A village within a city
I’ve been to Kiev before (or Kyiv as locals pronounce it), but that was two years ago. Since then, it’s all kicked off in the country and an uprising began in November 2013 to change the situation and dethrone the corrupt government. Lots of terrible deaths happened here as you’ll have witnessed on the news and are still ongoing in the East of the country. Since the trouble first began, people started to erect tents all over the square and along the main avenue (Khreshchatyk).
I booked my flights 2 months before I was due to come. I knew it was a bit risky at the time, so I didn’t book anything else until about a week before. My travel insurance provider said they would cover me for any problems, as long as they were not due to terrorism, civil war or if I was travelling against the advice of the British government. After a lengthy phone call with them, it turns out they will cover me if I get hurt, but will not help me get home if something happens for the above reasons. Great.
A few weeks before coming, there was the news that MH17 was shot down over Ukraine most likely by Russian rebels who are trying to take the east of the country like they already did with Crimea. I knew this was in the East of the country so it was likely I’d be safe as my plane wouldn’t go past Kiev. However, most people don’t know the geography of Ukraine so they were naturally worried about my trip. I was too a little; I even contemplated cancelling my trip after this news, but I decided to carry on regardless and here’s what I found.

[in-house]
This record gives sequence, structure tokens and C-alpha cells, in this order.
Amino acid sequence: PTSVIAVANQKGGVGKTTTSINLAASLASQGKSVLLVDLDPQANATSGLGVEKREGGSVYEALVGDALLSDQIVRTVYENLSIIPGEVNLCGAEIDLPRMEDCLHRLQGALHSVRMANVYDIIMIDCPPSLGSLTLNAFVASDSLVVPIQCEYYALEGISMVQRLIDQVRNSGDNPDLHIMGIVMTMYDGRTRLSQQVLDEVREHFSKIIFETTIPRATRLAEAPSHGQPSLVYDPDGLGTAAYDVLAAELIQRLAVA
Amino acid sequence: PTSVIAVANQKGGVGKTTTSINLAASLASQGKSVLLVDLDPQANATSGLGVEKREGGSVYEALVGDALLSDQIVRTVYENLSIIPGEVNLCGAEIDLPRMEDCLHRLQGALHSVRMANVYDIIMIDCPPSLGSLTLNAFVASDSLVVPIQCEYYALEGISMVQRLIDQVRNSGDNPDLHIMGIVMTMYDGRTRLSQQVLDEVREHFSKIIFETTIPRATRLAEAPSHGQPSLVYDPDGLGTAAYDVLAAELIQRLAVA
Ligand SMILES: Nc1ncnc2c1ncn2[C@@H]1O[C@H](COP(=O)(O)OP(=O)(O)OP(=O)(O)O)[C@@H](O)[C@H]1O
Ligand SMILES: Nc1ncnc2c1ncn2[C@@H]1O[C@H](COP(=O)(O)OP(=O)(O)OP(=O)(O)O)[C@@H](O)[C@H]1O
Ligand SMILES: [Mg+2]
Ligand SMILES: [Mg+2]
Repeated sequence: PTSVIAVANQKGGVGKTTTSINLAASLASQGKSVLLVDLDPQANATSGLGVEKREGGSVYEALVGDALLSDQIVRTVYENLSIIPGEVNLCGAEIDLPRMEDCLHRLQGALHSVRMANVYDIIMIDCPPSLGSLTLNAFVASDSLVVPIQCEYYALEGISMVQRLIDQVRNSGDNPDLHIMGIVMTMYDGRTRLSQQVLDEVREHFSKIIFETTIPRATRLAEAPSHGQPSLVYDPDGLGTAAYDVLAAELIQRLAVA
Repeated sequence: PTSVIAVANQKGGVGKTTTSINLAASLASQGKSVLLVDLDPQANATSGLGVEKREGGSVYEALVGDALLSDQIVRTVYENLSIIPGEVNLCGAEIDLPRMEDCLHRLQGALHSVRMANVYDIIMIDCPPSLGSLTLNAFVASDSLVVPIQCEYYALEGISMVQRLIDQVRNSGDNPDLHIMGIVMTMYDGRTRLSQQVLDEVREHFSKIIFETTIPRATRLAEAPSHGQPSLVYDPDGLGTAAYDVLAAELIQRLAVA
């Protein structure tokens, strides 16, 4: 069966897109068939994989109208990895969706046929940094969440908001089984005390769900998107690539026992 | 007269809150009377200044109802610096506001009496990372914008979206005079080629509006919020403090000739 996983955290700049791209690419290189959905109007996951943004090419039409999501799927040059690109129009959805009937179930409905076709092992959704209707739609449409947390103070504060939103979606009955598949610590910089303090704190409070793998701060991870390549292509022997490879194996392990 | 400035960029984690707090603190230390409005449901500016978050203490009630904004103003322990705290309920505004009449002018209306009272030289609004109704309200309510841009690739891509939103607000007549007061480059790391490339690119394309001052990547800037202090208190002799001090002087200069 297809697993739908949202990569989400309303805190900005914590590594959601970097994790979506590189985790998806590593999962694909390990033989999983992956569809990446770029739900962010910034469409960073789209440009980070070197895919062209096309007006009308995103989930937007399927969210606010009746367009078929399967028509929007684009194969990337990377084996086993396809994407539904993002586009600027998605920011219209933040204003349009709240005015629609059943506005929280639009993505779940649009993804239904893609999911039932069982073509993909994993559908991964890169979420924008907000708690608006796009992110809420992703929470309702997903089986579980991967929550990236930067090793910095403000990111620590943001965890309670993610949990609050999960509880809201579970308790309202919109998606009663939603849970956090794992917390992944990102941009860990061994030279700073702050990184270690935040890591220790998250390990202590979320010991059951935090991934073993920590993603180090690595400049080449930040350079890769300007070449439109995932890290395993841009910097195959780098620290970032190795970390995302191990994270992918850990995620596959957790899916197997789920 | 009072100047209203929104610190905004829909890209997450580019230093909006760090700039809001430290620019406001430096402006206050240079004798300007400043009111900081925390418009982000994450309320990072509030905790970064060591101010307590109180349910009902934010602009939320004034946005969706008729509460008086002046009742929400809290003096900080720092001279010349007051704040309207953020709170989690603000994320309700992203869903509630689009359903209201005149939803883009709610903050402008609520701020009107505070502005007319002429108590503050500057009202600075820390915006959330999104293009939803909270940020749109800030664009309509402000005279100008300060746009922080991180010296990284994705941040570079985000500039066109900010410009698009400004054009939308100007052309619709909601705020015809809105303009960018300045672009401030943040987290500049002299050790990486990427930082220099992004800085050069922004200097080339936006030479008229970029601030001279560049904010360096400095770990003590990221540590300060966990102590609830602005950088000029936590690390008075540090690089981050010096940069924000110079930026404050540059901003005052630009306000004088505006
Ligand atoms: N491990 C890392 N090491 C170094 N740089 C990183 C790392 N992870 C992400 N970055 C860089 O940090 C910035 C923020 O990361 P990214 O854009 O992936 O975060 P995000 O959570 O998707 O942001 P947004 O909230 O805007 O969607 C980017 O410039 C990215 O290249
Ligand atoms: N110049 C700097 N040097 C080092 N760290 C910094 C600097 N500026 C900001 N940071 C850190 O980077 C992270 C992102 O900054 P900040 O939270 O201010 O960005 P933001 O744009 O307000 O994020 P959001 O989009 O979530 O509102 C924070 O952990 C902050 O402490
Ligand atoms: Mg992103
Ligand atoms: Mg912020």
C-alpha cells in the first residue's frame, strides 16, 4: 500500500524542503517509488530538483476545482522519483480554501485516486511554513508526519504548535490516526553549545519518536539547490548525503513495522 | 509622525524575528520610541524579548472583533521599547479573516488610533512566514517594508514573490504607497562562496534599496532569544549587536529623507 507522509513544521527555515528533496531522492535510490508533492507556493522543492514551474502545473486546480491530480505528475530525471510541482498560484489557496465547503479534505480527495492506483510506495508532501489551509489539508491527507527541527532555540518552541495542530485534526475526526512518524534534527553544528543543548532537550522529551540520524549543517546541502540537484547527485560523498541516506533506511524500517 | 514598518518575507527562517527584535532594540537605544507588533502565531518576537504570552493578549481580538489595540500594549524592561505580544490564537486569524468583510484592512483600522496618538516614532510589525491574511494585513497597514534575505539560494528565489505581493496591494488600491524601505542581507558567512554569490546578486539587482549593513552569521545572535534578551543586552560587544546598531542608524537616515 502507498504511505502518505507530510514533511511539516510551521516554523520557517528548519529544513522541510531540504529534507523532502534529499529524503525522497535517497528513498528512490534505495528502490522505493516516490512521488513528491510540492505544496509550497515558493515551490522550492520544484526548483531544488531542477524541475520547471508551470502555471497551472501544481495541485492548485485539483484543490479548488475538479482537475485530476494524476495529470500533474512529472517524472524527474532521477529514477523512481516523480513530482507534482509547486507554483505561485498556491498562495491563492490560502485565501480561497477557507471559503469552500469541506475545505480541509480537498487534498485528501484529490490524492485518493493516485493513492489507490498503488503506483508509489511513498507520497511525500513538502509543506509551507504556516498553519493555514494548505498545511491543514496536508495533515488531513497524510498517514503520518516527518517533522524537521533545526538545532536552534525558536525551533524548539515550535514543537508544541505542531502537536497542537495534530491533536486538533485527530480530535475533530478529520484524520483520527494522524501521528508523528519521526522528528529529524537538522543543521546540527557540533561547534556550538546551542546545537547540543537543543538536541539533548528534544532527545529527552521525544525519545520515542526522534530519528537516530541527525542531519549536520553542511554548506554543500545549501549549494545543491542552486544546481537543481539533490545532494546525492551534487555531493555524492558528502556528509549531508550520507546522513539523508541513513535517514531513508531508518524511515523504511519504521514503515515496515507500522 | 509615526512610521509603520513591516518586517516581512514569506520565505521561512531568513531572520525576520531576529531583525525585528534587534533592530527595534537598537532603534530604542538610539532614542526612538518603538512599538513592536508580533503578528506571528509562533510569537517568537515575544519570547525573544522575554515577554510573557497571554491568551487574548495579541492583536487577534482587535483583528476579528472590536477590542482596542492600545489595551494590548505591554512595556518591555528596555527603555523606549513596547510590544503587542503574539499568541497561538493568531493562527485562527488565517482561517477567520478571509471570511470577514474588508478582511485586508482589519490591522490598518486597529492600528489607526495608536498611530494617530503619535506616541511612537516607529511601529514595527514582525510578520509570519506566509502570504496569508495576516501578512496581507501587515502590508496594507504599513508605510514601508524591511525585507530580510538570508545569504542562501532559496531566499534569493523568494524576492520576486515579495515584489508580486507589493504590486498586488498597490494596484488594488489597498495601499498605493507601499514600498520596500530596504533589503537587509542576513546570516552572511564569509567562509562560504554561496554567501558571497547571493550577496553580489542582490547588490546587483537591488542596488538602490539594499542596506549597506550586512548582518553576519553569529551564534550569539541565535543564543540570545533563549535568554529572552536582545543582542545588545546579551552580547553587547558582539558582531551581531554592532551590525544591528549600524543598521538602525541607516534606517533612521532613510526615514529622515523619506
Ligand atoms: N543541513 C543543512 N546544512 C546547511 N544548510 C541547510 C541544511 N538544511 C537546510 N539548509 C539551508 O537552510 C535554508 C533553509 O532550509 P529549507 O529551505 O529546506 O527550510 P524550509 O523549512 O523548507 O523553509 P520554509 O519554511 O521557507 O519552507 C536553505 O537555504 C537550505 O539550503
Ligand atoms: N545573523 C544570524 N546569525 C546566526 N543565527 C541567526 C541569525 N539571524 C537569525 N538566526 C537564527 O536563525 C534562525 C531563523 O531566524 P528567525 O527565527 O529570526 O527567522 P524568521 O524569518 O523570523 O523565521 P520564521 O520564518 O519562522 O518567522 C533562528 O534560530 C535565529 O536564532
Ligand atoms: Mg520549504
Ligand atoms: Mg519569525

When I arrived at Boryspil airport near to Kiev, they just stamped my passport and let me in. This is quite unusual as on all previous visits I was asked lots of questions about why I was coming here and what my plans were. I was reading before that they could ask for proof that I could support myself in the country, but nothing at all. Perhaps they saw I had visited many times before, but it’s still strange as even I asked myself why I was coming this time, but they just let me in.
I wouldn’t say Ukraine is a tourist friendly place as most people don’t speak English. Luckily I can read the Cyrillic alphabet and I can speak and understand some Ukrainian, although it’s very broken. The most spoken language in Ukraine seems to be Russian, not Ukrainian, so even with my limited language skills, it’s still hard to get by. I have some amazing friends in Ukraine (you know who you are) who have helped me and shown me around. I would have struggled very much in the country on my own without them.
On the afternoon of my arrival I met my friend Marina who took me to Independence Square (Maidan). On the way I was pleasantly surprised that everything seemed so normal with no sign of any problems at all. Everything was operating as usual except in the square and a small part of the adjacent Khreshchatyk Street which was closed off. As I was walking along this street I began to see the famous tent city (or village as I prefer) in the distance. I was assured by my friend that it was safe here and I was somewhat reassured by the amount of normal people/tourists in the area and Babushkas (old grandmothers) selling souvenirs depicting the ex-president and Putin such as replica golden loafs of bread from his home, toilet rolls with their faces, magnets and flags galore. We walked through the first barricade and could see many tents, most with names of different cities painted on the sides showing the vast distances people have travelled to be here. Inside these tents were bunk beds, cooking facilities and all you could ever need. To me it seemed they were just living here because they could rather than trying to change anything. It really was just a homeless person’s paradise. As we continued we saw a circular basketball court surrounded by a metal fence which wouldn’t have looked out of place in a real village or a sports centre and also the famous Christmas tree which is now just a convenient place to hang flags and memorials.